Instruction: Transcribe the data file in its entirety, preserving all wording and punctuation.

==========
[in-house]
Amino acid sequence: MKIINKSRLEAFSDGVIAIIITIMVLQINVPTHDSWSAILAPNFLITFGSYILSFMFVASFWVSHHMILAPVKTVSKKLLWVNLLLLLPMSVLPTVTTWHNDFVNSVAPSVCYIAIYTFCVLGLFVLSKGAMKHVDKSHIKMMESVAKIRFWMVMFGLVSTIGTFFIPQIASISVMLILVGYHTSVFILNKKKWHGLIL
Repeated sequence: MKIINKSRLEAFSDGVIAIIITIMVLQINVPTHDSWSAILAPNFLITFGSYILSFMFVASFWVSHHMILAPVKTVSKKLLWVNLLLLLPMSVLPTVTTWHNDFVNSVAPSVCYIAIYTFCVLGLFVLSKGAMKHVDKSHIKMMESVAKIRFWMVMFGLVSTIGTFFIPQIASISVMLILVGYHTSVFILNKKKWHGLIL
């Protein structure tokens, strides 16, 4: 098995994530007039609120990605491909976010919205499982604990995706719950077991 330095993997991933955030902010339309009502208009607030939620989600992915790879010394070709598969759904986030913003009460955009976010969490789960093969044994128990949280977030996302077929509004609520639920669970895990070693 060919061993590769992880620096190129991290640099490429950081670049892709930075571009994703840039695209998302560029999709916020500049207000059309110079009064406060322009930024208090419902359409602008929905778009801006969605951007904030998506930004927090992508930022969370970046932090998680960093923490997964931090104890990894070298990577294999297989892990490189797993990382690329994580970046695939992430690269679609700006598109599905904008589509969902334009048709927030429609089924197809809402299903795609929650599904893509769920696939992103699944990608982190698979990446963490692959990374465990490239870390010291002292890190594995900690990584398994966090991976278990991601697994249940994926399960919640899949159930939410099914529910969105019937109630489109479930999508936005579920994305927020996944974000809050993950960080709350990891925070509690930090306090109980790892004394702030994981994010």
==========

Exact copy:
[in-house]
Amino acid sequence: MKIINKSRLEAFSDGVIAIIITIMVLQINVPTHDSWSAILAPNFLITFGSYILSFMFVASFWVSHHMILAPVKTVSKKLLWVNLLLLLPMSVLPTVTTWHNDFVNSVAPSVCYIAIYTFCVLGLFVLSKGAMKHVDKSHIKMMESVAKIRFWMVMFGLVSTIGTFFIPQIASISVMLILVGYHTSVFILNKKKWHGLIL
Repeated sequence: MKIINKSRLEAFSDGVIAIIITIMVLQINVPTHDSWSAILAPNFLITFGSYILSFMFVASFWVSHHMILAPVKTVSKKLLWVNLLLLLPMSVLPTVTTWHNDFVNSVAPSVCYIAIYTFCVLGLFVLSKGAMKHVDKSHIKMMESVAKIRFWMVMFGLVSTIGTFFIPQIASISVMLILVGYHTSVFILNKKKWHGLIL
């Protein structure tokens, strides 16, 4: 098995994530007039609120990605491909976010919205499982604990995706719950077991 330095993997991933955030902010339309009502208009607030939620989600992915790879010394070709598969759904986030913003009460955009976010969490789960093969044994128990949280977030996302077929509004609520639920669970895990070693 060919061993590769992880620096190129991290640099490429950081670049892709930075571009994703840039695209998302560029999709916020500049207000059309110079009064406060322009930024208090419902359409602008929905778009801006969605951007904030998506930004927090992508930022969370970046932090998680960093923490997964931090104890990894070298990577294999297989892990490189797993990382690329994580970046695939992430690269679609700006598109599905904008589509969902334009048709927030429609089924197809809402299903795609929650599904893509769920696939992103699944990608982190698979990446963490692959990374465990490239870390010291002292890190594995900690990584398994966090991976278990991601697994249940994926399960919640899949159930939410099914529910969105019937109630489109479930999508936005579920994305927020996944974000809050993950960080709350990891925070509690930090306090109980790892004394702030994981994010």